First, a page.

Minority kids try to enter a school. Angry adults scream at them and try to block their path.
Little Rock, 1957?
Try New York City, 2009.
That was the shocking scene last week at a Harlem building shared by a traditional public school, PS 123, and a charter school, Harlem Success Academy 2.
Charter schools are public schools -- but they're mostly free of burdensome union rules. And they regularly outperform traditional schools, which is why parents are desperate to get their kids into charters.
And why it was ironic to see protesters (mostly teachers-union members) handing out flyers decrying the supposedly "separate and unequal" system that charters create.
Such words might be fitting to protest the lack of charter seats for all who want them and the fact that some kids must attend union-hamstrung schools.
But it was just the opposite: The protesters don't want anyone getting a better education -- they want all kids to go to the inferior schools.
Which is why they tried to block charter students from entering.
Now where'd they get the idea for such topsy-turvy language?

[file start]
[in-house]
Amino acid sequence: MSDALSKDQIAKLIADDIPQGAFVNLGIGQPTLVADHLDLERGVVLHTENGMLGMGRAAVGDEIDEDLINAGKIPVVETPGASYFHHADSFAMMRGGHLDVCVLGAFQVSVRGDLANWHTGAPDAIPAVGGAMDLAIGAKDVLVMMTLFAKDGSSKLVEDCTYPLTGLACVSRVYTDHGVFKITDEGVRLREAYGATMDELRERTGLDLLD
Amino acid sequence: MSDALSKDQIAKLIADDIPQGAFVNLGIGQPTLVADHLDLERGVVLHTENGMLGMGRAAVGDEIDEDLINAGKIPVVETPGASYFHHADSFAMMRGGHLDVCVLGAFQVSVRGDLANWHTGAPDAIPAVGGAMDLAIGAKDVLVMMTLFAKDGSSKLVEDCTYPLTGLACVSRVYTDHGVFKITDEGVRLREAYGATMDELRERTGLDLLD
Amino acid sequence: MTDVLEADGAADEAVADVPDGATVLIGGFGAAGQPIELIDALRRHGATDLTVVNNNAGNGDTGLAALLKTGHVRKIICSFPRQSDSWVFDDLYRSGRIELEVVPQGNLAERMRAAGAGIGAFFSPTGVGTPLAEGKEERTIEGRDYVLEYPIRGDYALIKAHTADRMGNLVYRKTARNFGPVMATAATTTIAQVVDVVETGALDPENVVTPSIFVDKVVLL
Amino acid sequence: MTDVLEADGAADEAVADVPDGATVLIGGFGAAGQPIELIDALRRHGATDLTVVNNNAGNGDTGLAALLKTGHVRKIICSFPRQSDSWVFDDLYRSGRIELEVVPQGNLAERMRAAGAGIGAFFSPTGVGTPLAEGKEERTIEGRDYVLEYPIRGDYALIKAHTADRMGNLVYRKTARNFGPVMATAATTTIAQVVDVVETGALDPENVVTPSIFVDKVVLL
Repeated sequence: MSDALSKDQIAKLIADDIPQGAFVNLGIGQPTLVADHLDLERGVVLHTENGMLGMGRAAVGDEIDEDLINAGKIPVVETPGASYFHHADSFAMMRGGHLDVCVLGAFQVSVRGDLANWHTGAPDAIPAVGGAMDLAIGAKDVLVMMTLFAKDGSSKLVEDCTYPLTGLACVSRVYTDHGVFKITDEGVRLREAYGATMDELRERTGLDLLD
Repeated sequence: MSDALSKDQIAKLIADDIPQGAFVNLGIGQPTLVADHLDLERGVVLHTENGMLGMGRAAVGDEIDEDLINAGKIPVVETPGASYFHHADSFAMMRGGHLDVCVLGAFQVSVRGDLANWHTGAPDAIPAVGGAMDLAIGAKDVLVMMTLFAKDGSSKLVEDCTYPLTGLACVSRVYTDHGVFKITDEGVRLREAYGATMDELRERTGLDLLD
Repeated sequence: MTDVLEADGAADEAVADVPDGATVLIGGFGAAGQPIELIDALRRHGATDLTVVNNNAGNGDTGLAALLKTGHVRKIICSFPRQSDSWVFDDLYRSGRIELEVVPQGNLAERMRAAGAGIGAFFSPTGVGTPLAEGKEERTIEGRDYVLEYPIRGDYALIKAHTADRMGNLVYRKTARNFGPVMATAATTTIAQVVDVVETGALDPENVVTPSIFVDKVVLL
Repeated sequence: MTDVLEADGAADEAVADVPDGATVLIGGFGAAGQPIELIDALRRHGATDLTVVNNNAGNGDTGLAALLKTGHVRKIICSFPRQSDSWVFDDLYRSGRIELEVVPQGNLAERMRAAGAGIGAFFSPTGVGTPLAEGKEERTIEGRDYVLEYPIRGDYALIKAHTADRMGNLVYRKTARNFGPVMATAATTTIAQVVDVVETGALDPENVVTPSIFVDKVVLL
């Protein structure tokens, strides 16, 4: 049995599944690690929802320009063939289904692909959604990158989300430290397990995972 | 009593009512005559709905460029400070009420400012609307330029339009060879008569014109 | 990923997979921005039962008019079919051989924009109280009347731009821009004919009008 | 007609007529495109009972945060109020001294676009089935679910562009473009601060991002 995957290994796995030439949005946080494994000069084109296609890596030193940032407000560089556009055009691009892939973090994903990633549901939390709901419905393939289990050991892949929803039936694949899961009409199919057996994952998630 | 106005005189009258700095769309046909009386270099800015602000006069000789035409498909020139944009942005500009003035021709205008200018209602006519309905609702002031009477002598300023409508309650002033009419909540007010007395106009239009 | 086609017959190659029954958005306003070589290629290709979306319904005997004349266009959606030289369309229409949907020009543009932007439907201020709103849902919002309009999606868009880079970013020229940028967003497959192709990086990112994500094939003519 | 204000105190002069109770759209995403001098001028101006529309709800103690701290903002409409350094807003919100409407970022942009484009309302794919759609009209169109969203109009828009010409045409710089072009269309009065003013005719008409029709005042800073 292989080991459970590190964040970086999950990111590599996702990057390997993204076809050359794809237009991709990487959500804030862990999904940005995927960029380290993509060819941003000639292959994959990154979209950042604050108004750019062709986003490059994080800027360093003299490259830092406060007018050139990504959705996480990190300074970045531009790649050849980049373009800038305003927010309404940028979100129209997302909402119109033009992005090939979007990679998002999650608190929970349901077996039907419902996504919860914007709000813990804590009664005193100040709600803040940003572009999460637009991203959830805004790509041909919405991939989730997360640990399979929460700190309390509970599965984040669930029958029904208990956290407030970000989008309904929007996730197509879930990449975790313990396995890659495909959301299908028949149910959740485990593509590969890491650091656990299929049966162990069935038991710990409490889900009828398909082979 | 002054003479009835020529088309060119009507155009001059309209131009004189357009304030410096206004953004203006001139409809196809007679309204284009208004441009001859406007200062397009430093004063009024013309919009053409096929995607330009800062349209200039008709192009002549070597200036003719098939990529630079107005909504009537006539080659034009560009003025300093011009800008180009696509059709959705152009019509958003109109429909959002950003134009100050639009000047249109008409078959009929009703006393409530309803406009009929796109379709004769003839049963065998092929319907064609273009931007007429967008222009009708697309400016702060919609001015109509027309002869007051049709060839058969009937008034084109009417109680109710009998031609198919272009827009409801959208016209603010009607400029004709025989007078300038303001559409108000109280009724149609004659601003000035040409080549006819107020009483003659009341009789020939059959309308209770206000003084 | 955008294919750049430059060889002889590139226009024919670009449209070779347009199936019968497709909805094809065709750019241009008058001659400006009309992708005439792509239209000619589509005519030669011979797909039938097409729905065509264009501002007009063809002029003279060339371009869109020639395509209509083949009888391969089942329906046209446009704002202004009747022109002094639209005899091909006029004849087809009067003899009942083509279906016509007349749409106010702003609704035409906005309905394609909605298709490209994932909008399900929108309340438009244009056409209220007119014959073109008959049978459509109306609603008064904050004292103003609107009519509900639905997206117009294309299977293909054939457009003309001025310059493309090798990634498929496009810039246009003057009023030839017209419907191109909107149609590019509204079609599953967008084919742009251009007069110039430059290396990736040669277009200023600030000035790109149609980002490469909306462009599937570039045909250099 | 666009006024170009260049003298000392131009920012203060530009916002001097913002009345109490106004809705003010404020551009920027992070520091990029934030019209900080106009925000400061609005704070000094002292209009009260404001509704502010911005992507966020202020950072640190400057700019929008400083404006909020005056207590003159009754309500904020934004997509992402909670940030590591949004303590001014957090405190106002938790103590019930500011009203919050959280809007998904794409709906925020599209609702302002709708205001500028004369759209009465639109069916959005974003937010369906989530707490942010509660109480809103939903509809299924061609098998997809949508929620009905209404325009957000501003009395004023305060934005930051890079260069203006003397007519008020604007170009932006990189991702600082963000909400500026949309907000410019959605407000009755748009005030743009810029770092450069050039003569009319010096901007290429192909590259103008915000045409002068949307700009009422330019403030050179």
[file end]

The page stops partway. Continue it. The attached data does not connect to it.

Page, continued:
Perhaps from union-puppet Sen. Bill Perkins (D-Harlem). Last summer, Perkins invoked the language of Brown vs. Board of Education, claiming (oblivious to the irony) that giving students a shot at a charter education was "segregation."
But here are the facts:
At PS 149, 51 percent of third-graders passed the state English test; at Harlem Success Academy 1, which is in the same building, 95 percent passed.
Those flyers also demanded that charters "end the solicitaion [sic] of students." In other words, don't tell parents they needn't send their kids to schools pushed by folks who can't even spell "solicitation."
The hero of segregation, of course, was Alabama Gov. George Wallace. In his famous 1963 inaugural address, nine years after Brown, he famously declared, "Segregation today . . . segregation tomorrow . . . segregation forever."
How pathetic to see Perkins and his followers taking a page from the segregationists' playbook.